Now that mysterious hidden achievements on Steam have all-but-confirmed that a DLC release is imminent for XCOM: Enemy Unknown, it got us wondering--what kind of DLC would we like to see? Judging by what's already been revealed, it seems like a good bet that the first pack will include six new missions (Confounding Light, Deluge, Furies, Friends in Low Places, Gangplank, and Portent) and at least one new “ally” character (Soldier? Civilian? ...Alien?) that can be taken into battle. Read on to see what else we'd like to see in upcoming DLC for XCOM.
Turn the tables
Alternate campaigns are my single greatest wish, as tough and replayable as the default one is. How about a campaign where we take the fight to the aliens? After establishing a hidden base on their homeworld, we could send out our spy satellites to locate key installations to cut off their infrastructure and production. Special missions could be unlocked to cause panic in their cities and make them lose funding. Special mission types would have you repelling attacks on your base. This would be a great campaign for a veteran squad, and a perfect context to add more ranks, more weapons, and tougher aliens to match them. --T.J.
Fire and flamethrowers
Fire's actually an existing but underdeveloped mechanic in Enemy Unknown—the description for Titan Armor mentions that it “confers immunity to fire and poison,” when in actuality stepping into a raging flame won't singe any of your soldiers in XCOM.
This hints that fire was cut as a combat feature sometime during development. Flames still erode buildings between turn phases, but we'd love to see it weaponized—none of XCOM's guns let you attack more than one target. A flamethrower could inflict harm on multiple tiles on a single shot, dealing low initial damage but causing fiery pain over time. As a point of balance, a flanked flamethrower-er might be vulnerable to having his flame tank asploded. --Evan
XCOM's boards are good-looking and well-designed, but they're not especially diverse. Outside of office buildings, convenience stores, and similarly Western structures, all you get are generic forests. How about some desert? Snow? And why does Egypt look sort of like the American Midwest?
In the dream department: UFO boarding. Instead of waiting for extraterrestrial saucers to land, a new air vehicle lets us board them in-flight and struggle to reach the control room. Imagine the risk: capture the ship and you can take it back to base to study, or even deploy against enemy UFOs. Fail, and it goes down with your squad on board—a dice roll determines who survives. --Tyler
“More victimization” feels like a weird thing to request from DLC, but hey, XCOM isn't just about getting what we want, is it? Here's a devious campaign event I came up with: mid-mission, what if one of your soldiers was unexpectedly stolen from you? They'd be abducted and indoctrinated into the alien force, reappearing in a later story mission as a particularly powerful human-alien hybrid that you'd have to kill.
Having one of your soldiers switch sides plays into XCOM's theme of turning your enemy's resources against them. Chryssalids provide a similar threat in the context of a single mission, but it's a concept we'd like to see expanded upon: there's something especially heartbreaking about having to kill a soldier you spent time developing. --Evan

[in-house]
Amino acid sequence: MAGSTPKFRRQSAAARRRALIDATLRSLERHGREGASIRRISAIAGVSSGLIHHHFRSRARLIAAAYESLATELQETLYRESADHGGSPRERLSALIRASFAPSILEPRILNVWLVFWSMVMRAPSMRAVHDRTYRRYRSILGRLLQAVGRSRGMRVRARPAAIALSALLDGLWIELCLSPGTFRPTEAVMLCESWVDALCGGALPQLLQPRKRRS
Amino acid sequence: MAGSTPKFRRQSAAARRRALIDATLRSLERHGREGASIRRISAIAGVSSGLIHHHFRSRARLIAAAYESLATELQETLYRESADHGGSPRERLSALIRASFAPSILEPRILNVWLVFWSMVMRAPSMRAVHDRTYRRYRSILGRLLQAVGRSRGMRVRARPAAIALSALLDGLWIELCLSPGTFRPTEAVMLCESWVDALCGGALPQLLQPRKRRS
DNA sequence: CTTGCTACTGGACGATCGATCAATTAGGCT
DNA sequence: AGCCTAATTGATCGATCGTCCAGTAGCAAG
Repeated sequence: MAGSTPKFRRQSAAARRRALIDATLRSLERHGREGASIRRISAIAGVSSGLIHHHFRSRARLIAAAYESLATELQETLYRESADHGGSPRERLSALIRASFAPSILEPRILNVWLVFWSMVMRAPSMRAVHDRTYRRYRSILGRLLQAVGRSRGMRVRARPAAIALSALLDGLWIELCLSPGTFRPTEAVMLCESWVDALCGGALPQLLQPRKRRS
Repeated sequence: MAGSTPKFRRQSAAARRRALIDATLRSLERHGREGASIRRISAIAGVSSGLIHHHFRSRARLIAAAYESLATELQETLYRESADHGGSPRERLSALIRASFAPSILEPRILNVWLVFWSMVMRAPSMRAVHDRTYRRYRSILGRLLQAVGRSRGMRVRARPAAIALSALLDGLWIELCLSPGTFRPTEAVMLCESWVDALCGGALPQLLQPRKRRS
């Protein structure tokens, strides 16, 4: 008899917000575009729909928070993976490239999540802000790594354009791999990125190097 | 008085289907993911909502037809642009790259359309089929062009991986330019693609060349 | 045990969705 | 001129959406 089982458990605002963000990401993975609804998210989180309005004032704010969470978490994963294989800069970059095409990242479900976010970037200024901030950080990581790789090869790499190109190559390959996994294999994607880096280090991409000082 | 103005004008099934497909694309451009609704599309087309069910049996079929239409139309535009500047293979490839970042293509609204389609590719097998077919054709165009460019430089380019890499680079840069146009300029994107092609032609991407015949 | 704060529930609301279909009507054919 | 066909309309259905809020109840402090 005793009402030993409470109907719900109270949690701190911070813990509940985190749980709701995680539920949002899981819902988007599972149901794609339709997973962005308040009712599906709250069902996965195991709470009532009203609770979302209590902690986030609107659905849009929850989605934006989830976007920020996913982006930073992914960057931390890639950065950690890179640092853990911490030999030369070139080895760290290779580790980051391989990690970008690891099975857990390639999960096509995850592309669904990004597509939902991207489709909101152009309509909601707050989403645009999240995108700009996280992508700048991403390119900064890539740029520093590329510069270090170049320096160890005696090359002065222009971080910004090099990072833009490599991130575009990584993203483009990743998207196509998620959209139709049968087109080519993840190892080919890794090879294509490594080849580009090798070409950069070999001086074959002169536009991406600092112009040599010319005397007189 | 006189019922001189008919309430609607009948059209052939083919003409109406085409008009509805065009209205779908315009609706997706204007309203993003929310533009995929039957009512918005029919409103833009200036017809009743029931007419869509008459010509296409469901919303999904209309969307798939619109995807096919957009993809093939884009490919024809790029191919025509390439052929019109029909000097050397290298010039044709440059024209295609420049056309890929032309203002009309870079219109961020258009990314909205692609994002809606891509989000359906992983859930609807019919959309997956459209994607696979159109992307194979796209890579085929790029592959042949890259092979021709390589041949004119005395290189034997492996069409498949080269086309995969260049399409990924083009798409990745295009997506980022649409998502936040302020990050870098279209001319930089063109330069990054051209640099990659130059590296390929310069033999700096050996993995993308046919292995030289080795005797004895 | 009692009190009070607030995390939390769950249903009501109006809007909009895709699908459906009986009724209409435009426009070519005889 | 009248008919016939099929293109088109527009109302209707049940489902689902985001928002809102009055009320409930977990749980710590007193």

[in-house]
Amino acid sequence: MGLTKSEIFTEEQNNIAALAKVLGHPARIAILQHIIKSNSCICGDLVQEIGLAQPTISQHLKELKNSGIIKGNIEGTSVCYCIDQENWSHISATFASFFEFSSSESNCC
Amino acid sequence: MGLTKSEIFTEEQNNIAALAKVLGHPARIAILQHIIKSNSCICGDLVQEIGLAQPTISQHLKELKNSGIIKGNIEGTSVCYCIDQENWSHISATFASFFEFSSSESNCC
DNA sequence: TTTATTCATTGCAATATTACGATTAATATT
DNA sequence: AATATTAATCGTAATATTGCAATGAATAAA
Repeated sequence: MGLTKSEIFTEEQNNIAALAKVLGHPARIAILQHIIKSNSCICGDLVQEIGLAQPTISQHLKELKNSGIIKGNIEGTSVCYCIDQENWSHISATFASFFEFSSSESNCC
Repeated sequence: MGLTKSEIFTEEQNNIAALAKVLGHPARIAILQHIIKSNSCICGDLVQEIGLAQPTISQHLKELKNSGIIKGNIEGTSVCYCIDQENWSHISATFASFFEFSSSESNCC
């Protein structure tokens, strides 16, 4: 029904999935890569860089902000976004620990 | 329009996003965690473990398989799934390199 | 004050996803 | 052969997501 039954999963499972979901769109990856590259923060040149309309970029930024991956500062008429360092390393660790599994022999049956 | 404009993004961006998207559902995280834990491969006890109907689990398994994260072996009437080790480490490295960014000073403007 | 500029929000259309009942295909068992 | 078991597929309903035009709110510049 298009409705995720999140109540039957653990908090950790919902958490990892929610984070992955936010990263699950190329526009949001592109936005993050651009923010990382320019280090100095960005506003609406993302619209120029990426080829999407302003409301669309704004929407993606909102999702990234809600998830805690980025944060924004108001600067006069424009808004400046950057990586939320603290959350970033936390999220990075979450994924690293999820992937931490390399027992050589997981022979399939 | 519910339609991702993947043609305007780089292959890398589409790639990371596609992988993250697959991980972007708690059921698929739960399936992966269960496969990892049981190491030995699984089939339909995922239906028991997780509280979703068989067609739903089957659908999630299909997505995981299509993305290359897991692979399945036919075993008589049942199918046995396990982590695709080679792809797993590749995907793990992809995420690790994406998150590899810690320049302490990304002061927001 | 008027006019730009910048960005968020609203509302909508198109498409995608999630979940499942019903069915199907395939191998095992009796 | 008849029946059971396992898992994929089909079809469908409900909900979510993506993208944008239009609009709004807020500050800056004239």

Going bump in the night
Sure, your Heavy barely flinches over acing a Sectoid squad with a laser chaingun, but that's probably because he underappreciates his predecessors' fear of the night. The much-venerated XCOM: UFO Defense utilized dusk as a curtain: it penalized your field of view and increased your reliance on flares and the illuminating power of incendiary ammo. Darkness used to be a true mechanic in XCOM, not an aesthetic elment, and the nail-biting challenge of fighting aliens with perfect vision hiding invisibly in shadowy corners was wonderful.
Enemy Unknown needs meaningful night combat, and a potential DLC mission pack could embellish what UFO Defense started with night-vision goggles, a boost to panic chance, or new nocturnal aliens with Predator-like vision. --Omri
More character customization options
I can't make a soldier who looks anything like Dana Scully with the current character creator. That makes me terribly sad, because Mulder and Scully were going to be my lead team. Instead, my crew is all hulking monster-men and women with straight hair and unnaturally puckered lips.
They don't all look awful, but it's very hard to create a decent likeness (my Riker up there is OK, I guess, though I wish I could change his country of origin). I understand Firaxis chose an aesthetic and stuck with it, but character creation isn't about what Firaxis wants -- it's about what I want: Dave Lister, John Carter, Tony Stark, Ellen Ripley. Just dump a file full of new hairstyles, faces, and body types on us and we'll sort out the rest. --Tyler
More multiplayer options
Though some players may have welcomed multiplayer to XCOM with the same enthusiasm Earth's nations showed to its alien invaders, the unobtrusive two-player mode is simple and…okay, maybe it's too simple. Two-player deathmatch between mixed-species teams is fun and all, but I'd love to see more options, such as map objectives (say, first player to recover the downed spaceship gets an advantage), matches designed for humans versus aliens, a practice mode against the AI, and some modes other than pure deathmatch. In fact, let's go crazy and add support for a third player! Don't worry… with a small team and a strict time cap on moves, you probably won't fall asleep between turns. Probably. --Chuck
What's at the top of your wishlist for XCOM's future?